By Aaron Reiss
By Angelica Leicht
By Dianna Wray
By Aaron Reiss
By Camilo Smith
By Craig Malisow
By Jeff Balke
By Angelica Leicht
Twenty years ago in April, while the Ukrainian capital of Kiev slumbered, the operators of a nearby nuclear power station began a test. They wanted to know how long the plant could cool itself without electricity. Engineers in the control room powered down the reactor, disconnected the emergency cooling system and removed rods that controlled heat in the uranium core. They expected water trapped inside the core to keep temperatures stable. Instead, it vaporized with the force of an exploding ton of TNT. The blast of steam ripped through the plant's steel-and-cement roof in a gyre of parts and fuel; the core chain-reacted into a 9,000-degree inferno. Graphite fuel casings burst into flames and filled the night sky with a mile-high plume of radioactive smoke.
The deadly cloud narrowly grazed Pripyat, where most of the workers at the Chernobyl power plant lived, and blew terror across the skies of northern Europe. Firefighters battled the radioactive blaze for weeks with hoses and axes and tons of boron, lead and dolomite dropped from helicopters into the smoldering core. Thirty-one workers died. Thousands of downwind residents are thought to have contracted cancer. Fifty thousand Pripyat inhabitants packed a single suitcase each and permanently evacuated the town, leaving in their wake the world's largest monument to Promethean folly.
Six years later, Chernobyl was still hot as Texas Tech biology professor Ronald Chesser sat in an office in Kiev arguing with a bureaucrat for access to the plant's evacuated "exclusion zone." The Soviet Union was just then opening to Westerners, but the bureaucrat insisted that glasnost didn't apply to off-limits nuclear wastelands. Then the man's phone rang. A member of the Soviet parliament, interested in Chesser's research on the effects of radiation, told him to let the scientist in. "The next minute, the guy turned and said, 'Well, where do you want to go?' " Chesser recalls. 'And I said, 'To the reactor!' "
The Soviets dressed Chesser in a lumberjack shirt and an overly short pair of perma-pressed military slacks that were to be thrown away later. An army jeep drove him through the Red Forest, named for its stands of radiation-scalded pines that had reddened and died. He rounded a bend, clutching a steadily beeping Geiger counter, and stepped off the jeep in sight of the towering cement sarcophagus –- Chernobyl's tomb. The scrubby land rippled out from the road in a series of berms. Only when Chesser walked across them, and his Geiger counter went crazy, did he realize they were the plowed-under remnants of the plant's tainted flotsam. He later learned that rainwater drained through them on its way into Kiev's tea kettles.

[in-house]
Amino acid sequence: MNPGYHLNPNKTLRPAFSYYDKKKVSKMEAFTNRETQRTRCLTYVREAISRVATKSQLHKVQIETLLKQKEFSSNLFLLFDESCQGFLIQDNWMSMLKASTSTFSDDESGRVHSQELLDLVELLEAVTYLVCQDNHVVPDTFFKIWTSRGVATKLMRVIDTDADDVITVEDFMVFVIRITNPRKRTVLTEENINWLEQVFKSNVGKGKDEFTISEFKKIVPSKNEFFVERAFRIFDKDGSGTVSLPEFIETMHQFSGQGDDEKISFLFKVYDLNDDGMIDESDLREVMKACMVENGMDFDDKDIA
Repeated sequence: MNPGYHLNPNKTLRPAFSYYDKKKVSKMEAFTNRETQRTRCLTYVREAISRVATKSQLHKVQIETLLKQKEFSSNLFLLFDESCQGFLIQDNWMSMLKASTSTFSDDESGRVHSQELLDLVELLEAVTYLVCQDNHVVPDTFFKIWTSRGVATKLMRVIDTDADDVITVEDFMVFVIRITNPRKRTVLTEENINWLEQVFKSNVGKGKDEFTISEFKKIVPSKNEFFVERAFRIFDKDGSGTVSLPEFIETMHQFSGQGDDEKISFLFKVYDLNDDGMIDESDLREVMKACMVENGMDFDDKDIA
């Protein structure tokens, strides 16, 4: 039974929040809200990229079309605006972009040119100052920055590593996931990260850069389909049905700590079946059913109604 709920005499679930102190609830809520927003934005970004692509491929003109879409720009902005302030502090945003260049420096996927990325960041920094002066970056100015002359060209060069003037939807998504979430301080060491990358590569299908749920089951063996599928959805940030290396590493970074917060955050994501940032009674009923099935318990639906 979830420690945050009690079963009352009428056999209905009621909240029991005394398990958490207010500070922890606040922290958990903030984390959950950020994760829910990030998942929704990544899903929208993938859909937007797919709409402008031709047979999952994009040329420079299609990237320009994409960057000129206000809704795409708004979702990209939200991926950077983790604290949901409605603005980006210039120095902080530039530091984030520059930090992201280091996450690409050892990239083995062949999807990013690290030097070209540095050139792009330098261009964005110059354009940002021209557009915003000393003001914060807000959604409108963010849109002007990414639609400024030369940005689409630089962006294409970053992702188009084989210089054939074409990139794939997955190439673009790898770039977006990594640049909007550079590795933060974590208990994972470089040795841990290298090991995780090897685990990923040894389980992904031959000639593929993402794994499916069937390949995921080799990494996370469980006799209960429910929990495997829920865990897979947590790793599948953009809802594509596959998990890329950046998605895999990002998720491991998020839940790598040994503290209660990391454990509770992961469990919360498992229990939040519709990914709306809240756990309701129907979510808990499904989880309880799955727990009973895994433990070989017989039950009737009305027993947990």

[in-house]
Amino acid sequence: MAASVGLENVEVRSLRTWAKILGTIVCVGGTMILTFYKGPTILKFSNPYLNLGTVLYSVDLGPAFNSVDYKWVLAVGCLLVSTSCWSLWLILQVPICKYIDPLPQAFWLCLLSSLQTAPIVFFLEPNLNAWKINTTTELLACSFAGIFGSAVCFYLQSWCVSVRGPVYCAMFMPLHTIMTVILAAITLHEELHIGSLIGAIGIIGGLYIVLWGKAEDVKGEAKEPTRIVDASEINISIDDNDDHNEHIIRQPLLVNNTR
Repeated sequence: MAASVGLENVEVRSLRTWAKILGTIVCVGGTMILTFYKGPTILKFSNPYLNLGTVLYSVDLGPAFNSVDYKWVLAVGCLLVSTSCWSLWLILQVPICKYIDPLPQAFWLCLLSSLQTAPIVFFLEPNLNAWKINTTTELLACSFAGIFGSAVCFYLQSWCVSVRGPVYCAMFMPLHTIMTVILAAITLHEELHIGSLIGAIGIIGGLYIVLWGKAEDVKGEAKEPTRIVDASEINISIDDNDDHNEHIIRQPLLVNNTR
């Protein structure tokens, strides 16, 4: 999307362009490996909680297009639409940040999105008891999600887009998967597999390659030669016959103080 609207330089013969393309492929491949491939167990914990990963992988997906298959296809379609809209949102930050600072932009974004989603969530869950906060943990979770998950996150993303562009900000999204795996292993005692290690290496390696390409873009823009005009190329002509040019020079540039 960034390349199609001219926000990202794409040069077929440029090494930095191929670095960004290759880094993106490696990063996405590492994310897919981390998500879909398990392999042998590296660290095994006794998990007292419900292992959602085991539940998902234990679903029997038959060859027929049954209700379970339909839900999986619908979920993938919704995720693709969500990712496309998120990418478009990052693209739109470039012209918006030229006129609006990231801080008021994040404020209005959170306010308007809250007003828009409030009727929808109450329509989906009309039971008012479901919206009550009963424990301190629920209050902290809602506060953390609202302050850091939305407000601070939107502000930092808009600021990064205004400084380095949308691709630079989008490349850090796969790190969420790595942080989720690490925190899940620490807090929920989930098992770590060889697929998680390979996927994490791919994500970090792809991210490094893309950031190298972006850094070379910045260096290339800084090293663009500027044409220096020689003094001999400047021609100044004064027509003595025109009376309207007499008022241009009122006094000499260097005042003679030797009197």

In a room near the sarcophagus, Chesser donned a protective suit with white booties, goggles, an orange helmet and a respirator. He walked into a lobby where a clerk, sitting inside what looked like a movie ticket booth, took his name. Through another door, in a smoky cafeteria, workers clamped him with instruments to monitor his radiation dose. And he entered the ruins of Chernobyl.
A long, narrow hallway sparsely lit by dim bulbs opened into a corridor filled with ripped-out electrical cabinets, their shorn wires menacing like heads of Hydra. His heart pounding, Chesser walked through a door into the frontal lobe of the machine. A sheath of clear plastic draped a wall of gauges. Chesser thought of the workers who bolted out of this control room to investigate the explosion, who rescued colleagues weak from radiation poisoning, who rode out the blast in a last-ditch effort to dial the rogue core back into submission. They all died. "For a half-hour, I was with them," he says. "Everything that I knew they had done, I imagined them doing." Through their goggles, he could see the hint of tears in the eyes of his colleagues.
Perhaps more than any living American, Chesser understands how nuclear power can spawn untold horrors in an instant. Which is why it might seem odd that he supports building new reactors. Chesser has joined an increasingly diverse group of scientists, energy analysts and even environmentalists who believe the United States must meet its energy needs by going back to the nuclear future. Many of these advocates of atom splitting support building a nuclear plant near Houston.
It's a scary proposition, and it may be the best one we've got.
The last time a nuclear power plant was ordered in America, Mork & Mindy was premiering on ABC, striped tube socks were all the rage, and a sweater-clad Jimmy Carter was cranking down the heat in the White House. Clearly, fission energy has been snoozing though a long nuclear winter. But energy prices unseen since the '70s oil crisis, combined with the increasing threat of global warming, are bringing the once-bearish nuclear power market out of its den.
At the world's largest annual energy conference, sponsored last month by Cambridge Energy Associates in Houston, talk of nuclear power sizzled. "My view of nuclear is that it is probably going to come back," said Walter Higgins, CEO of Sierra Pacific in Nevada, the nation's fastest-growing energy utility. Higgins and most other speakers predicted record-high natural gas prices -– which are driving the spike in our electric bills -– will stay high for years to come. Alex Urquhart, CEO of GE Energy Financial Services, a major bankroller of power plants, said that means that "nuclear, on a cost basis, is an awfully attractive option."